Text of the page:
Transcriptional profiling of the injured sciatic nerve of mice carrying the Wld(S) mutant gene: Identification of genes involved in neuroprotection, neuroinflammation, and nerve regeneration


Benoit Barrette, Ezéquiel Calvo, Nicolas Vallières and Steve Lacroix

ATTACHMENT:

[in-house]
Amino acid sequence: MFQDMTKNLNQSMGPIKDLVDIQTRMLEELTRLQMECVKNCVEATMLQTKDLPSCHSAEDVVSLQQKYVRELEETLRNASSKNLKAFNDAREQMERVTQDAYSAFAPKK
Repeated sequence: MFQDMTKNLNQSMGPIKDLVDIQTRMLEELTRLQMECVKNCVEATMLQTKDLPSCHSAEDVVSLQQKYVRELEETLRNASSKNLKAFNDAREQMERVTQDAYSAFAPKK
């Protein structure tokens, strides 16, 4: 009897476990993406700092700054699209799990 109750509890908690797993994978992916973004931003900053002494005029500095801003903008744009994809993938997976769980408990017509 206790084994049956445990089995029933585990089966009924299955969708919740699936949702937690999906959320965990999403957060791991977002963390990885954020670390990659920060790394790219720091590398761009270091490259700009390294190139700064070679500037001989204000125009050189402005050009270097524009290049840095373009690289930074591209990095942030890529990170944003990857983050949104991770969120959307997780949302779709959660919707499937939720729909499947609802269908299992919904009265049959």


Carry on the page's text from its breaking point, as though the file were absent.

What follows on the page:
Wallerian degeneration (WD) involves the fragmentation of axonal segments disconnected from their cell bodies, segmentation of the myelin sheath, and removal of debris by Schwann cells and immune cells. The removal and downregulation of myelin-associated inhibitors of axonal regeneration and synthesis of growth factors by these two cell types are critical responses to successful nerve repair. Here, we analyzed the transcriptome of the sciatic nerve of mice carrying the Wallerian degeneration slow (WldS) mutant gene, a gene that confers axonal protection in the distal stump after injury, therefore causing significant delays in WD, neuroinflammation, and axonal regeneration. Of the thousands of genes analyzed by microarray, 719 transcripts were differentially expressed between WldS and wild-type (wt) mice. Notably, the Nmnat1, a transcript contained within the sequence of the WldS gene, was upregulated by five to eightfold in the sciatic nerve of naive WldS mice compared with wt. The injured sciatic nerve of wt could be further distinguished from the one of WldS mice by the preferential upregulation of genes involved in axonal processes and plasticity (Chl1, Epha5, Gadd45b, Jun, Nav2, Nptx1, Nrcam, Ntm, Sema4f), inflammation and immunity (Arg1, Lgals3, Megf10, Panx1), growth factors/cytokines and their receptors (Clcf1, Fgf5, Gdnf, Gfrα1, Il7r, Lif, Ngfr/p75NTR, Shh), and cell adhesion and extracellular matrix (Adam8, Gpc1, Mmp9, Tnc). These results will help understand how the nervous and immune systems interact to modulate nerve repair, and identify the molecules that drive these responses. Gene profiling of the sciatic nerve of Wallerian degeneration slow (WldS) mutant mice. The WldS mutation causes delays in neuroinflammation and axonal regeneration. Genes that promote axon growth (Chl1, Clcf1, Fgf5, Gdnf, Jun, Lif, Nav2, Nrcam, Ntm, Shh) are downregulated in WldS mice. Injured WldS mice express more strongly axon growth inhibitory molecules found in myelin and scar tissue. Genes associated with immunosuppression (e.g. Fpr2, Cd55, Cd59) are expressed at higher levels in mutants. IFN-α/ß signaling pathway could also contribute to immunosuppression in WldS mutants.